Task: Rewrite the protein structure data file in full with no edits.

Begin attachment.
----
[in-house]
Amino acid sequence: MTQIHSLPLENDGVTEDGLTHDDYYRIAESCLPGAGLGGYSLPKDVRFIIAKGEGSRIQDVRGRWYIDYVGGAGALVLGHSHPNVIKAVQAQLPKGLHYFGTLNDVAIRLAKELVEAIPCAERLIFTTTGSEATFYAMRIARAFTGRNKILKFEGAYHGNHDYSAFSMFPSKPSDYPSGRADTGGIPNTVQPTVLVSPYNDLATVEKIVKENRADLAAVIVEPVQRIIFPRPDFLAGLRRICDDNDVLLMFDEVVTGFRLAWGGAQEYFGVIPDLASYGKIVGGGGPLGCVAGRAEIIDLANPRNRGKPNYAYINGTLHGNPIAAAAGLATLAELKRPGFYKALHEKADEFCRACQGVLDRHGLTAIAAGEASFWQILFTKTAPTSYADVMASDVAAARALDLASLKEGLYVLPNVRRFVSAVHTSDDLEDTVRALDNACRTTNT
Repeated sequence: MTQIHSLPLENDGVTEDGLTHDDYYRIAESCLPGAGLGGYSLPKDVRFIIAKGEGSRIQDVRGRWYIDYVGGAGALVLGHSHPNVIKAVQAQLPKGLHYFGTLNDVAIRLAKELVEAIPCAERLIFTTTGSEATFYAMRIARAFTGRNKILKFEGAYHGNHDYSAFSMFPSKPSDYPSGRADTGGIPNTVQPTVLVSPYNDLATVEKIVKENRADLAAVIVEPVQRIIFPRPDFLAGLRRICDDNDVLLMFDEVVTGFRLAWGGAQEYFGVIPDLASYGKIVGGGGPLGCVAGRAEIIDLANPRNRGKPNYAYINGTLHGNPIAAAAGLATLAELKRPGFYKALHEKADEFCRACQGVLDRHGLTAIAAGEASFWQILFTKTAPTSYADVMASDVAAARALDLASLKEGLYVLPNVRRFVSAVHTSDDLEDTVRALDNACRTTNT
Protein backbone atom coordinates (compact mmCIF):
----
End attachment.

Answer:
[in-house]
Amino acid sequence: MTQIHSLPLENDGVTEDGLTHDDYYRIAESCLPGAGLGGYSLPKDVRFIIAKGEGSRIQDVRGRWYIDYVGGAGALVLGHSHPNVIKAVQAQLPKGLHYFGTLNDVAIRLAKELVEAIPCAERLIFTTTGSEATFYAMRIARAFTGRNKILKFEGAYHGNHDYSAFSMFPSKPSDYPSGRADTGGIPNTVQPTVLVSPYNDLATVEKIVKENRADLAAVIVEPVQRIIFPRPDFLAGLRRICDDNDVLLMFDEVVTGFRLAWGGAQEYFGVIPDLASYGKIVGGGGPLGCVAGRAEIIDLANPRNRGKPNYAYINGTLHGNPIAAAAGLATLAELKRPGFYKALHEKADEFCRACQGVLDRHGLTAIAAGEASFWQILFTKTAPTSYADVMASDVAAARALDLASLKEGLYVLPNVRRFVSAVHTSDDLEDTVRALDNACRTTNT
Repeated sequence: MTQIHSLPLENDGVTEDGLTHDDYYRIAESCLPGAGLGGYSLPKDVRFIIAKGEGSRIQDVRGRWYIDYVGGAGALVLGHSHPNVIKAVQAQLPKGLHYFGTLNDVAIRLAKELVEAIPCAERLIFTTTGSEATFYAMRIARAFTGRNKILKFEGAYHGNHDYSAFSMFPSKPSDYPSGRADTGGIPNTVQPTVLVSPYNDLATVEKIVKENRADLAAVIVEPVQRIIFPRPDFLAGLRRICDDNDVLLMFDEVVTGFRLAWGGAQEYFGVIPDLASYGKIVGGGGPLGCVAGRAEIIDLANPRNRGKPNYAYINGTLHGNPIAAAAGLATLAELKRPGFYKALHEKADEFCRACQGVLDRHGLTAIAAGEASFWQILFTKTAPTSYADVMASDVAAARALDLASLKEGLYVLPNVRRFVSAVHTSDDLEDTVRALDNACRTTNT
Protein backbone atom coordinates (compact mmCIF):